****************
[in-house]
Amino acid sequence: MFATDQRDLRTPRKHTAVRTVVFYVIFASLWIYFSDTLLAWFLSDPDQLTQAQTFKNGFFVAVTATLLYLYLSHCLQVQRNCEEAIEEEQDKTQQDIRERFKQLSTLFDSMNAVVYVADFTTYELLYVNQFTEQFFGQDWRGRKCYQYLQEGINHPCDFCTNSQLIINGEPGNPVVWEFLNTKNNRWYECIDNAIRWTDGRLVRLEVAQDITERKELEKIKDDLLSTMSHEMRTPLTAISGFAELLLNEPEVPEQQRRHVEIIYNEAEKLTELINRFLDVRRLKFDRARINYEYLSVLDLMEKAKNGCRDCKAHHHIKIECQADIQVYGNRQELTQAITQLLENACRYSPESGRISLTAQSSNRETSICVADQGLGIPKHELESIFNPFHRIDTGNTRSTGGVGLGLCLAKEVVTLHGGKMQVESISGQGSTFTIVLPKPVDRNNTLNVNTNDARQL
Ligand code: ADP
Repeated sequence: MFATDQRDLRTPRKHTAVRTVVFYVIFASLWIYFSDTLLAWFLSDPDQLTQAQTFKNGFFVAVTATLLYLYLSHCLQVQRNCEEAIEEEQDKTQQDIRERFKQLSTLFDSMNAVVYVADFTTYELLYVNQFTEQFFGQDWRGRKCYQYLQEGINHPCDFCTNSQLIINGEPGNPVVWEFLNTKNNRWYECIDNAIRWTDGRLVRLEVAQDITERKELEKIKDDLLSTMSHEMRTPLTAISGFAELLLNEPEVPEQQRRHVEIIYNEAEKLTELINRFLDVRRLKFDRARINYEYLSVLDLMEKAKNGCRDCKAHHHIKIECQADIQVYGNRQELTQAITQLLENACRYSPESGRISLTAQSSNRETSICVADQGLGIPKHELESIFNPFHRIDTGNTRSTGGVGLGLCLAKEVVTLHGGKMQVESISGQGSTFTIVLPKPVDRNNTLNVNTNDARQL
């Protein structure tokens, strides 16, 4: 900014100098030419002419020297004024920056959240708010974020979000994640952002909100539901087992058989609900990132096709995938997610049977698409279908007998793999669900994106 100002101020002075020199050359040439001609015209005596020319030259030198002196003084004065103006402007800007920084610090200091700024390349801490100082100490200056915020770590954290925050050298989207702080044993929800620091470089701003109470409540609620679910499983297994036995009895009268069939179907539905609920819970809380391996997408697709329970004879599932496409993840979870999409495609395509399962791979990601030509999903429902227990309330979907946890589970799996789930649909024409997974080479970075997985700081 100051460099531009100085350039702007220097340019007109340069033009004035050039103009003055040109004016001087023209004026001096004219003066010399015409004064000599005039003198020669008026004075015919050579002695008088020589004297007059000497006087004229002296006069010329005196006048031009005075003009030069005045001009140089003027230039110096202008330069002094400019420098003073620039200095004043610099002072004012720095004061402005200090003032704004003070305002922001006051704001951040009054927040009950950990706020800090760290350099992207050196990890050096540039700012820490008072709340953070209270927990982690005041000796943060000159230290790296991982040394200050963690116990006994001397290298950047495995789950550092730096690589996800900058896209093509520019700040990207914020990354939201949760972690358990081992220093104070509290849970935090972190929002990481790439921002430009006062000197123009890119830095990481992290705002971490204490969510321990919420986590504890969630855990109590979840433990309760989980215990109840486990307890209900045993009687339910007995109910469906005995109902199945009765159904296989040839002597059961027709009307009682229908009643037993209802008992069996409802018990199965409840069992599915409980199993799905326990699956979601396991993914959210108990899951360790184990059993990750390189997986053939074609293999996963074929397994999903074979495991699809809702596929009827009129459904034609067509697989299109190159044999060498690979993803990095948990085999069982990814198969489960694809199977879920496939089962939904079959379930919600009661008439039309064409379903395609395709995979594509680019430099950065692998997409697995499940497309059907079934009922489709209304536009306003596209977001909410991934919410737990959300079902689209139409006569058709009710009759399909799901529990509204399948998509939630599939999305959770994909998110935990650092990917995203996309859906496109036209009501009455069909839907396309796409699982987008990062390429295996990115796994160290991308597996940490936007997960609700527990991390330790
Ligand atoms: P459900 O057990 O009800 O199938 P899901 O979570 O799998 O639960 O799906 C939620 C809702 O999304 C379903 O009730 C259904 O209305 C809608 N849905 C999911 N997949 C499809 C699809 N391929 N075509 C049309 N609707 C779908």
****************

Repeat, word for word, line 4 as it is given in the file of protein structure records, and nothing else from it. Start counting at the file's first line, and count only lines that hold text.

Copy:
Repeated sequence: MFATDQRDLRTPRKHTAVRTVVFYVIFASLWIYFSDTLLAWFLSDPDQLTQAQTFKNGFFVAVTATLLYLYLSHCLQVQRNCEEAIEEEQDKTQQDIRERFKQLSTLFDSMNAVVYVADFTTYELLYVNQFTEQFFGQDWRGRKCYQYLQEGINHPCDFCTNSQLIINGEPGNPVVWEFLNTKNNRWYECIDNAIRWTDGRLVRLEVAQDITERKELEKIKDDLLSTMSHEMRTPLTAISGFAELLLNEPEVPEQQRRHVEIIYNEAEKLTELINRFLDVRRLKFDRARINYEYLSVLDLMEKAKNGCRDCKAHHHIKIECQADIQVYGNRQELTQAITQLLENACRYSPESGRISLTAQSSNRETSICVADQGLGIPKHELESIFNPFHRIDTGNTRSTGGVGLGLCLAKEVVTLHGGKMQVESISGQGSTFTIVLPKPVDRNNTLNVNTNDARQL